Monday, September 24, 2012

Maps dissapoint

Over the weekend, I updated my small personal fleet of Apple products to the latest operating system, iOS 6. I figure it is always best to stay up with software updates, so I bit the bullet.  After playing with Siri on my iPad 3 for a few minutes, I concluded that it was remarkably accurate, but sort of a solution in search of a problem.  I might use it occasionally. I liked the Do Not Disturb feature a lot, though, which will prevent my devices from buzzing all night, but still allow important calls through.

Apple's new Maps application had been getting quite a bit of buzz in the pre-release press, with gushing reviews of its turn-by-turn navigation and Flyover mode. As a GIS geek, that was the feature that I was most interested in checking out. When I opened it for a little exploration, though, it looked like a considerable downgrade to me.  I soon learned that I was not alone: the Internet was a-twitter with map-savvy users complaining about it's inaccuracies, omissions, and problems.

Posting oddities from Apple's Maps app has blossomed into something of an Internet sport in the past few days, and there are plenty of example from Lincoln.  Whittier Junior High School closed 35 years ago, in 1977.  Hayward Elementary School closed 30 years ago, in 1982.  Despite the label in Apple's Maps app, there is no such place as Hatfield Elementary School in the College View neighborhood or anywhere else in the City, and there never has been. There is a Lincoln Boyhood National Memorial and it is indeed a National Park, but it is not on the corner of Jefferson and South Streets, not in the City of Lincoln, nor in the State of Nebraska.

I found lots of other examples around town.  Southwest High School, which opened ten years ago, is missing entirely; but Bethany School, closed for three decades, is still depicted on the map.  Apple apparently didn't get the memo about the State Fair moving to Grand Island, or the skating pond at 15th and Lake Street being drained more than 30 years ago, and they must have forgot about Stransky Park--one of the same neighborhood's real gems.

All these little oddities are amusing, but they have little impact on how I use maps.  The accuracy of streets is pretty good, which is the main need in public safety.  The reason I was most disappointed with the new Maps application was the loss of Google's remarkable Streetview, which I use often, and the lower resolution aerial imagery compared to its predecessor. High-quality imagery is great for firefighters and police officers, and the new application is a step in the wrong direction.  As an example, here is the playground at Antelope park, Apple on the left, Google on the right.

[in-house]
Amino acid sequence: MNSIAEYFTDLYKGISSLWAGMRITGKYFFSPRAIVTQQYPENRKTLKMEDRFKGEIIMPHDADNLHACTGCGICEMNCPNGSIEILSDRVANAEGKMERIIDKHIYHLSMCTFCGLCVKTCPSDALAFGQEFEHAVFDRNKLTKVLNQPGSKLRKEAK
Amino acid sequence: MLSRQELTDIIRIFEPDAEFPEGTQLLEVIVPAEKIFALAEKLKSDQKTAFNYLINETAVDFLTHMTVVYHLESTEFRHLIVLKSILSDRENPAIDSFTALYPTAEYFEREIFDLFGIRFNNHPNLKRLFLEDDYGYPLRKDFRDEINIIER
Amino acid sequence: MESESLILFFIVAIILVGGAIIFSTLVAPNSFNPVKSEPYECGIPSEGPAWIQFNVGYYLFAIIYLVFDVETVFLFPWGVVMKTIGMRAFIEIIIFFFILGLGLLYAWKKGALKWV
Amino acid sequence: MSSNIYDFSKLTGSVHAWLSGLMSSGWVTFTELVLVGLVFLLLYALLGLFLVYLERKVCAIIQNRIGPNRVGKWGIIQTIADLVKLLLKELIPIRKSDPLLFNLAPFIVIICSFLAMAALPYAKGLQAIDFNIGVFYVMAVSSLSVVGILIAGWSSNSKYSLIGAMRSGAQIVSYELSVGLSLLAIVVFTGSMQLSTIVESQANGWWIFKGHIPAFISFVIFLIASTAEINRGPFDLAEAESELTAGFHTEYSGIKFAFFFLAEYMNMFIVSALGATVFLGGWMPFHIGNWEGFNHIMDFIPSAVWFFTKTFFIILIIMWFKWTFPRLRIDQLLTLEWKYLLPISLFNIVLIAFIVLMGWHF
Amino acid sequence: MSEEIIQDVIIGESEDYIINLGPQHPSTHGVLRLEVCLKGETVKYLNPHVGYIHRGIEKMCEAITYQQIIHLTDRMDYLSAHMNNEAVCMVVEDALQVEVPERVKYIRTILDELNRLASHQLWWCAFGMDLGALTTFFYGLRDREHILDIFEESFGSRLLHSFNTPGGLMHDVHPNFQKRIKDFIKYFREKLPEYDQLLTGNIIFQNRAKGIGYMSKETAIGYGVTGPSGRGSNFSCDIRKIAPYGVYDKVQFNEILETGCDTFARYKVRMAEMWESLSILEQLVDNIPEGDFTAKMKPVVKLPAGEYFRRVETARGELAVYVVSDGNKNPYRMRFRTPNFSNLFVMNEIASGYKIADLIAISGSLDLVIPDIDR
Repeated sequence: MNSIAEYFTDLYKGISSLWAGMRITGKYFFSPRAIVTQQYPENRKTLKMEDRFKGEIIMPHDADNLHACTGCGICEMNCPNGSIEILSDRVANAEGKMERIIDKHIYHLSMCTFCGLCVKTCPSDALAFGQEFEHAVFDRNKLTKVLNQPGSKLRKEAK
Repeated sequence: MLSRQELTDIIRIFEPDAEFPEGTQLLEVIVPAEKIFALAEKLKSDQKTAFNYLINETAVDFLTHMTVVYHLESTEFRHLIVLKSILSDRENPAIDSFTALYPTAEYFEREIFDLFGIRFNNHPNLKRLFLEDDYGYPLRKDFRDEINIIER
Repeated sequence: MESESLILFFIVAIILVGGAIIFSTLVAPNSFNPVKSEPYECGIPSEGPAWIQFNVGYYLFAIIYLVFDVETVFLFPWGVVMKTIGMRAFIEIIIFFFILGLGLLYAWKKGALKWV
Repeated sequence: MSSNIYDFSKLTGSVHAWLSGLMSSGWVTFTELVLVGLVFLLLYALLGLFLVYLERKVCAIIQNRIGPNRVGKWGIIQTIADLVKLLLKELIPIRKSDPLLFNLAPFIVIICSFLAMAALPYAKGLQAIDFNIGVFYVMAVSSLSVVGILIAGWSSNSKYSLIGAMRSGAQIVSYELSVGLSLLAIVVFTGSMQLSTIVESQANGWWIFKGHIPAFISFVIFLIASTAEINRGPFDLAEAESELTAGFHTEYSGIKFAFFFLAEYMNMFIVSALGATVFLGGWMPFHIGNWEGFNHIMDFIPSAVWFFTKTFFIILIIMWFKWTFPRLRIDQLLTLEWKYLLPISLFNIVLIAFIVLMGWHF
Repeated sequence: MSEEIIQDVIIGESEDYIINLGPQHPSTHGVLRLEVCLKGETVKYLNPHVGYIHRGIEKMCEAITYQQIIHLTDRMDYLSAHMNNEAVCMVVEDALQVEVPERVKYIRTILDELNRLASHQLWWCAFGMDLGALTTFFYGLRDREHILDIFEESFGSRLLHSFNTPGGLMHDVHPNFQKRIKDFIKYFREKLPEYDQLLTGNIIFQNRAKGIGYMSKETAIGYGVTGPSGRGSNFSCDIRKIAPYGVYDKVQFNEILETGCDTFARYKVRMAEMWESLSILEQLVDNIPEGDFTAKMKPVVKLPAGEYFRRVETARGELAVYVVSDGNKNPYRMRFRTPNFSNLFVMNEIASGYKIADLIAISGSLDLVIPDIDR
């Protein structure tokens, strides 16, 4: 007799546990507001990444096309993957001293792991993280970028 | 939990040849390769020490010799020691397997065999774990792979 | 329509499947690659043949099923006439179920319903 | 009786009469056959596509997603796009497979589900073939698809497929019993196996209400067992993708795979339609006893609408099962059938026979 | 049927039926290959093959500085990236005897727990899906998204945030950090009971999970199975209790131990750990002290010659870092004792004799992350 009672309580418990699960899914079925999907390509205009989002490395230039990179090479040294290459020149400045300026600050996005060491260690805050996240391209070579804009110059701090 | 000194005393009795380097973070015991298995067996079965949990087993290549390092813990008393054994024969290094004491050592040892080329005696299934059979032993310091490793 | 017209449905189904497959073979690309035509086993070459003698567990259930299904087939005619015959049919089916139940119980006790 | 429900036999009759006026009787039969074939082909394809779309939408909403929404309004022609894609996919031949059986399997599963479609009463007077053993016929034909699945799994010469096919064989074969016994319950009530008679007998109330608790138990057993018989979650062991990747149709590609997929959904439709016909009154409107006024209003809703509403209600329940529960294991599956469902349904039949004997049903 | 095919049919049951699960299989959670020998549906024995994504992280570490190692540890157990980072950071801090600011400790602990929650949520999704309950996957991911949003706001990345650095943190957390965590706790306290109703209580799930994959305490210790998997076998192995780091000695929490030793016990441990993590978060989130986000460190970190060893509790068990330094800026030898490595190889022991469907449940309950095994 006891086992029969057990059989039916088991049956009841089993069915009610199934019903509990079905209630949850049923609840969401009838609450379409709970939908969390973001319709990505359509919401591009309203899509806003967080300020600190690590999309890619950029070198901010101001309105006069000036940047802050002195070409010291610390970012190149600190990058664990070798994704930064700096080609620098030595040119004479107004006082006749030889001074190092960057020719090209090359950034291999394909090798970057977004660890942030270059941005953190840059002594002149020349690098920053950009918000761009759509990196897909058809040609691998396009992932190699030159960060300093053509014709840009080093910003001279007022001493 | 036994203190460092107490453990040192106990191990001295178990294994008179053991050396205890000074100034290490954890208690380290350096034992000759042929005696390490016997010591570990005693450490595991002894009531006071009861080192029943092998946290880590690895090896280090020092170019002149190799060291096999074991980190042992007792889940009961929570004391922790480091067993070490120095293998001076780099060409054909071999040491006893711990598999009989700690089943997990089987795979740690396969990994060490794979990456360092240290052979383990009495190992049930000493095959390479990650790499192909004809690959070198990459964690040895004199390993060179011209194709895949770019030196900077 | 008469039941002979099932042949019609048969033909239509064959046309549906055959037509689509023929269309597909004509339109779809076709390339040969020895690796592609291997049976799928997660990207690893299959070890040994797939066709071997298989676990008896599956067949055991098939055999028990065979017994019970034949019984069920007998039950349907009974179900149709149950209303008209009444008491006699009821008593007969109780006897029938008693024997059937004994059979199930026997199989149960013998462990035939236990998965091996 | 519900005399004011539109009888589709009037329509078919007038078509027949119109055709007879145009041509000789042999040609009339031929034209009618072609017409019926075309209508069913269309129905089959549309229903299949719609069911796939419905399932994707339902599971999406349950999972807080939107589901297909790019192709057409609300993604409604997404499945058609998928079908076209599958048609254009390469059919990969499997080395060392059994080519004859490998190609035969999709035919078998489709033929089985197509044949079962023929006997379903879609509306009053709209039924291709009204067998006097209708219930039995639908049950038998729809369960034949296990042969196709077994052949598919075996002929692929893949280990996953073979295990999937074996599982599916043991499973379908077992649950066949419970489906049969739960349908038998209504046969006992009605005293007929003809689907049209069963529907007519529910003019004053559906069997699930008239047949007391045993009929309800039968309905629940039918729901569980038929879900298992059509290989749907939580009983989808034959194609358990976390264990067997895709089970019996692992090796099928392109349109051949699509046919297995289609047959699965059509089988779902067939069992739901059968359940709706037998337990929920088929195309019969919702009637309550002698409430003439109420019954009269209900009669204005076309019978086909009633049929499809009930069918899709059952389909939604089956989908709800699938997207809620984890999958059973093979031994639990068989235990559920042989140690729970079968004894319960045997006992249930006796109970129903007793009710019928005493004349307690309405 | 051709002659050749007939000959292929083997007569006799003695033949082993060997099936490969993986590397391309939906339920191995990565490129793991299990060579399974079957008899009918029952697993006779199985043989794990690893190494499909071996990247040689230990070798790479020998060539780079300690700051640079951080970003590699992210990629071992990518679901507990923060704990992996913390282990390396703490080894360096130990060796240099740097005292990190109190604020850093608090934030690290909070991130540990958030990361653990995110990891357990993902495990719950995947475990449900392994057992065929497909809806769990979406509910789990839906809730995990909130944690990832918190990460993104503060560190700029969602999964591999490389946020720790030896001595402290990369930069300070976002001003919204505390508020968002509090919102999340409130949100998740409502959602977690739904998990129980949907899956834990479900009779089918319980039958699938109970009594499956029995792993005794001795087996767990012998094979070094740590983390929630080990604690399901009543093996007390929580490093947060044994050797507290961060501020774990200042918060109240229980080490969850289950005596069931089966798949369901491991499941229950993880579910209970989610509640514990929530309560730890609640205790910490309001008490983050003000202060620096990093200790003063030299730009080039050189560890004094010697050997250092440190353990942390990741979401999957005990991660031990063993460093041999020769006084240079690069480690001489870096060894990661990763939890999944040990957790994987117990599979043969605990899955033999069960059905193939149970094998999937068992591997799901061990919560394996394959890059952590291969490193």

The loss of Streetview and the downgrade in the imagery is not offset by the much-touted Flyover mode, which has extremely limited coverage.  I don't live and work in Las Vegas or New York City, and for my purposes, it's hard to beat the Pictometry images in Bing maps' Birdseye View at the present time.


Herb said...

Second sentence of the second paragragh:

"As a GIS geek, the was the feature that I was most interested in checking out."

.."the was"

ARRRRG!!!! said...

I updated to IOS6 and looked at maps in Pirate Mode.

Tom Casady said...


Thank you, sir.

Steve said...

Can you tell if the old army tank and the fighter plane are still there in Memorial Park on the new maps?

pohl said...

Internet time is so strange it's easy to forget that Google's maps are only 8 years old and they weren't very good at the outset. They were smart enough to manage expectations, though, by keeping it in perpetual beta while they worked out the kinks – as opposed to trumpeting how awesome they were.

The new maps will get better with use & feedback, and it will probably be worth the pain in the long run, just to have a little competition in the field.

Tom Casady said...


I hope you are right (and suspect that you are). Before there was Google Maps, there was Keyhole. I was an early adopter, and now it seems quaint by comparison to either Google or Bing Maps. Actually, Keyhole lives on in the .kml file name extension: Keyhole Markup Language.

Maybe Apple's map app will become a contender, eventually. I don't know how anyone will be able to make the investment that resulted in Streetview. Bing tried with the excellent Streetside, but just never grew the coverage area--or at least not quickly enough.

Anonymous said...

A week or so ago KOLN's site ran a story with a map that was cleasrly not Lincoln. Don't know if it was human or computer error. When I pointed it ou, by phone, to the news desk They seemed grateful after I pointed out they wouldn't want to run that map on tv!

Anonymous said...

" I don't know how anyone will be able to make the investment that resulted in Streetview"

Maybe some of this would help.

Steve said...

I don't know about all of them, but at least some of the photos from Google Maps are pretty recent (within the last year or so). I know the overhead 45 degree view of my house can't be more than two years old (probably more like one). I've noticed that the direct overhead view and the street view are both somewhat older, however.

Anonymous said...

This is off topic but I overheard one of the elderly gents at the coffee shop asking about getting his pilot light turned on for the cold weather ahead. Does the Fire Department offer that service for free?

Gun Nut